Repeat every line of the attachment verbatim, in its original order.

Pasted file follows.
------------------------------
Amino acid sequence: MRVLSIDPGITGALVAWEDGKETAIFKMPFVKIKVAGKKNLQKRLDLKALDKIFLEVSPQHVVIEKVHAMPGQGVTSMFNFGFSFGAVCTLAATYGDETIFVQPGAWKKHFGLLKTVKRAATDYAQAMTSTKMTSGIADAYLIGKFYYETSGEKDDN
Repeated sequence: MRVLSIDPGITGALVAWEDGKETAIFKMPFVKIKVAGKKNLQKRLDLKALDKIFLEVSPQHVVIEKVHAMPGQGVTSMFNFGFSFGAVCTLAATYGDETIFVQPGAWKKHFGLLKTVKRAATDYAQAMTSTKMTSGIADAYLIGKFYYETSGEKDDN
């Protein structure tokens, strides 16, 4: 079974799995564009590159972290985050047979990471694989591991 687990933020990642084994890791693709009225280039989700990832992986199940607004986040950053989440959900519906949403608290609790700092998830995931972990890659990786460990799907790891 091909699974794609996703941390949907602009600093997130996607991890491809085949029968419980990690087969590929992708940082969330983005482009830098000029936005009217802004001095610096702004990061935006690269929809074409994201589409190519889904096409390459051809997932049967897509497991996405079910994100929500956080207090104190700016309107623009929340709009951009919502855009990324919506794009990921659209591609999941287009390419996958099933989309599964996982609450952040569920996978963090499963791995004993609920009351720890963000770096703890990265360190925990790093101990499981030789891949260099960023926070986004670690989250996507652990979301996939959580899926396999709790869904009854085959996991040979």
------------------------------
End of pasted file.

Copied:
Amino acid sequence: MRVLSIDPGITGALVAWEDGKETAIFKMPFVKIKVAGKKNLQKRLDLKALDKIFLEVSPQHVVIEKVHAMPGQGVTSMFNFGFSFGAVCTLAATYGDETIFVQPGAWKKHFGLLKTVKRAATDYAQAMTSTKMTSGIADAYLIGKFYYETSGEKDDN
Repeated sequence: MRVLSIDPGITGALVAWEDGKETAIFKMPFVKIKVAGKKNLQKRLDLKALDKIFLEVSPQHVVIEKVHAMPGQGVTSMFNFGFSFGAVCTLAATYGDETIFVQPGAWKKHFGLLKTVKRAATDYAQAMTSTKMTSGIADAYLIGKFYYETSGEKDDN
């Protein structure tokens, strides 16, 4: 079974799995564009590159972290985050047979990471694989591991 687990933020990642084994890791693709009225280039989700990832992986199940607004986040950053989440959900519906949403608290609790700092998830995931972990890659990786460990799907790891 091909699974794609996703941390949907602009600093997130996607991890491809085949029968419980990690087969590929992708940082969330983005482009830098000029936005009217802004001095610096702004990061935006690269929809074409994201589409190519889904096409390459051809997932049967897509497991996405079910994100929500956080207090104190700016309107623009929340709009951009919502855009990324919506794009990921659209591609999941287009390419996958099933989309599964996982609450952040569920996978963090499963791995004993609920009351720890963000770096703890990265360190925990790093101990499981030789891949260099960023926070986004670690989250996507652990979301996939959580899926396999709790869904009854085959996991040979």